1555 · Roma
A beautiful copy, complete with all the eight plates, of the extremely rare first edition, first issue, of one of the most influential music theory books of the sixteenth century. The book is dedicated to Cardinal Ippolito II d'Este.
Unlike most early theorists, Vicentino, who was a pupil of the Flemish-Venetian composer Adrian Willaert, did not simply summarize the practice of his time, but also attempted to adapt the Greek musical modes to the purpose of modern harmonic singing and instrumental performance. His major contribution is the adaptation of the ancient Greek chromatic and enharmonic genera to modern polyphonic practice. Anticipating Vincenzo Galilei and Claudio Monteverdi, Vicentino also expressed avant-garde's views on the relation between music and text. He stated that, in order to better express the feelings of a verbal text, music should be sometimes allowed to break the strict rules of counterpoint.
"This treatise is a major contribution to the growing movement that sought to free both theory and practice from a dependence on the traditional ecclesiastical modes. Of particular interest is his description of the 'arcicembalo', a unique harpsichord that was built with two keyboards, each containing three orders of keys. This construction allows the performer to play intervals smaller than a semitone as well as the possibility of playing pure intervals against tempered intervals in any key. Thus, for the first time, ancient Greek theory as well as progressive free chromaticism could be realized, and from this would gradually emerge 'the stabilization tuning into the equal temperament of more modern times'. Vicentino was also interested in both the melodic and vertical functions of intervals, which is remarkable for this period. Understandably, his theories generated fervent opposition both from his contemporaries and later from the likes of Zarlino, Artusi, and Doni. The French printer Antonio Barré, although primarily a printer of music, produced twenty music books during his career, of which this is the most famous. Vicentino's treatise is also significant as a very early example of the printing of the natural sign from type" (R.H. Cowden, A Collector's Journey: Notable Music Books Written Prior to 1800, New Castle, DE, 2015, pp. 24-25).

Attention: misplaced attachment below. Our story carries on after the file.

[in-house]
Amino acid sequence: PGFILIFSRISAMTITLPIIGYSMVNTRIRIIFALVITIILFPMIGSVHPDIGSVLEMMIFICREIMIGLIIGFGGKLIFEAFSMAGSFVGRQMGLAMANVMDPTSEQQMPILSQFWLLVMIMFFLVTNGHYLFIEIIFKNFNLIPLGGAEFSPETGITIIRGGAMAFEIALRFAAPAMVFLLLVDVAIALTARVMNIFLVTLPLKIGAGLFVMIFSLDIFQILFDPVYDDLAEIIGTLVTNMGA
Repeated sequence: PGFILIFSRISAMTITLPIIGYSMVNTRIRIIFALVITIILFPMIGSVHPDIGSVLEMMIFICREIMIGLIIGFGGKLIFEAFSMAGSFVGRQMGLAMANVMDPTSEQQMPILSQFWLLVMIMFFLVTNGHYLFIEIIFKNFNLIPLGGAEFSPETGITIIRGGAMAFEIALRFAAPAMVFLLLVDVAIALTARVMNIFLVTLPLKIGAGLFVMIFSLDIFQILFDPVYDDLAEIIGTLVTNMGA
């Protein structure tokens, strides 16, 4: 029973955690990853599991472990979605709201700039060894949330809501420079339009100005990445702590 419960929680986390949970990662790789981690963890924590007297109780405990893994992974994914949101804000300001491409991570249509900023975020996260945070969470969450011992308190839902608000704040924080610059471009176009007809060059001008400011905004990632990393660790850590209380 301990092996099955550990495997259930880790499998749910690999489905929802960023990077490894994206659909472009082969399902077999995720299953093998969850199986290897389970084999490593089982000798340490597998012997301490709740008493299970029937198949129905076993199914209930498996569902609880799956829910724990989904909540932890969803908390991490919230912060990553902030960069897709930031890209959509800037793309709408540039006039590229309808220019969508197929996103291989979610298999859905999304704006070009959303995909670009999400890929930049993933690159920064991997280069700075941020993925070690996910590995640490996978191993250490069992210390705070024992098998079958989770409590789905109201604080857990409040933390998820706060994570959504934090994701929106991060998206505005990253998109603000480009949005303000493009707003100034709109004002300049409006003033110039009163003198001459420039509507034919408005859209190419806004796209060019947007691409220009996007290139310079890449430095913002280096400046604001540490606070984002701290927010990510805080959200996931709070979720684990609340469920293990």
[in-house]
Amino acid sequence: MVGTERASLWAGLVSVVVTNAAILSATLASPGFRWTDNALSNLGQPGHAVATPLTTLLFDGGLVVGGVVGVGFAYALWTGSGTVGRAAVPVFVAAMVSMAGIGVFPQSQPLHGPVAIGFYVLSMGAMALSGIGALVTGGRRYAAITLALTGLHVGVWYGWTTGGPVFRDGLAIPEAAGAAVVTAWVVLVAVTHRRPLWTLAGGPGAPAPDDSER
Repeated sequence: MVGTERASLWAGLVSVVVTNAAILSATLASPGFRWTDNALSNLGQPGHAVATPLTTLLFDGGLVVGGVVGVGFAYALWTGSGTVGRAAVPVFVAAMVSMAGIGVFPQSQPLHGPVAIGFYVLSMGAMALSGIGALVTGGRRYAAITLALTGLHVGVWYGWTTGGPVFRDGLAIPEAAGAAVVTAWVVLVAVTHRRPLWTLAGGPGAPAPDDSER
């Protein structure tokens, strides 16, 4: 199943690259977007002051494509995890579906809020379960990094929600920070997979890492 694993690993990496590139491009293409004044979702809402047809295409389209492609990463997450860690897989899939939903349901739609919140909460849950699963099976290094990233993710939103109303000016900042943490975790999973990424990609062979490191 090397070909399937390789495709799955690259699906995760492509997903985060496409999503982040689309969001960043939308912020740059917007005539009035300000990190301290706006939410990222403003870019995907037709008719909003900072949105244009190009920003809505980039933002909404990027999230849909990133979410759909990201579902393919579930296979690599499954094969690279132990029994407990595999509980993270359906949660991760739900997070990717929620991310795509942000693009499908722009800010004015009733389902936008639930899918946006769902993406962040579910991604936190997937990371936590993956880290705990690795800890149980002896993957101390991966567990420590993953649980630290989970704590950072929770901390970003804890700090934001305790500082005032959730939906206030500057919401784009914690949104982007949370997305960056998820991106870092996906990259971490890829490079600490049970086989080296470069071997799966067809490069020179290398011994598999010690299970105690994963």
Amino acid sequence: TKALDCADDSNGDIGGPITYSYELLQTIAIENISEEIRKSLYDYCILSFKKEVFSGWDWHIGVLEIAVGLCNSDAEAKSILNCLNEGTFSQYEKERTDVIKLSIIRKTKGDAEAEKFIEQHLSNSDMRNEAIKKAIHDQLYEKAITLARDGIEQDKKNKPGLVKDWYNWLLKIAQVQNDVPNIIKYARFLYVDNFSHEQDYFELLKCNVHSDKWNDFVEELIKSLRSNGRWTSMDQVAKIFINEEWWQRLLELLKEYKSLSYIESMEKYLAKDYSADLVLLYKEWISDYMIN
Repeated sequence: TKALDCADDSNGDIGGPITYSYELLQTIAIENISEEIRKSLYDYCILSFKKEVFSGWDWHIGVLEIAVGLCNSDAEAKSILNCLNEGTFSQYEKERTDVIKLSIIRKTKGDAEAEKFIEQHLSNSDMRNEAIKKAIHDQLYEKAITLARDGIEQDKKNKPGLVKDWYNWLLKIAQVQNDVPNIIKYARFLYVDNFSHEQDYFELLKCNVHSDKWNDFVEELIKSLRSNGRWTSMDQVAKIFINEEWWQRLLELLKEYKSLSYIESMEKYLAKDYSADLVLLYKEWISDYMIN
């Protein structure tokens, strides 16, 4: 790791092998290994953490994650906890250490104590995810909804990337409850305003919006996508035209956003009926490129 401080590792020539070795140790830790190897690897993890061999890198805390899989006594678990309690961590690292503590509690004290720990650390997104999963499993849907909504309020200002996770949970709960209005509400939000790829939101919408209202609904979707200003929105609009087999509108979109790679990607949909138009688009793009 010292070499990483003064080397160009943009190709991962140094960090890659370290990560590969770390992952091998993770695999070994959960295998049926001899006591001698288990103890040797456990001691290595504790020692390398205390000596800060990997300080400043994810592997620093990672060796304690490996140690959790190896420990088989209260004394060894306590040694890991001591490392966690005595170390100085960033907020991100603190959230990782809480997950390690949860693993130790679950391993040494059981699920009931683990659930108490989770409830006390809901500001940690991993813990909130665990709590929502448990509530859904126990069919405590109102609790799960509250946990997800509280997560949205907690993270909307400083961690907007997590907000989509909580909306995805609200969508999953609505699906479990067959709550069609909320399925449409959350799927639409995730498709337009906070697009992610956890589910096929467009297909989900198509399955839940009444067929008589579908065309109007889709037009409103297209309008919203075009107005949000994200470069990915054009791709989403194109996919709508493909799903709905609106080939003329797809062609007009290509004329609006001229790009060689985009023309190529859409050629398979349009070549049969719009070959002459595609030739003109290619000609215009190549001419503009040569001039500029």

"Vicentino, a real humanist among musicians, was so strongly influenced by the newly rediscovered Greek theory of music that he invented an instrument, the 'archicembalo', the super-harpsichord, using quarter tones, and based on his ideas of Greek music. This treatise explains the instrument and the corresponding theory of a system built on chromatic and enharmonic scales. Vicentino was himself an excellent performer on the clavichord. Vicentino was an ordained priest who entered the service of Ippolito d'Este, Cardinal of Ferrara (to whom this work is dedicated), and accompanied him to Rome. Later he returned to Ferrara, where he was 'maestro di cappella' in the court of the cardinal until his death" (W. Schab, Catalogue 14, 1950, no. 149).
The book was later reissued by Barré with a new title page dated 1557. Copies of both issues complete with all the eight plates are extremely rare. The plates show diagrams of the keys of the clavichord invented by Vicentino. According to Worldcat, only one copy is recorded in America at the Metropolitan Museum of New York.
Edit 16, CNCE30787; N. Vicentino, Ancient music adapted to modern practice, M. Rika Maniates & M.V. Palisca, eds., New Haven, 1996; RISM, B6, p. 861; W. Schmieder, Musik, no. 1316; Cowden, no. 22; Grove, V, 495; Eitner, X, 76; Wolffheim, 1093; Gregory-Sonneck, p. 281; Hirsch, 591; Fétis, VIII, 338. (Inventory #: 40)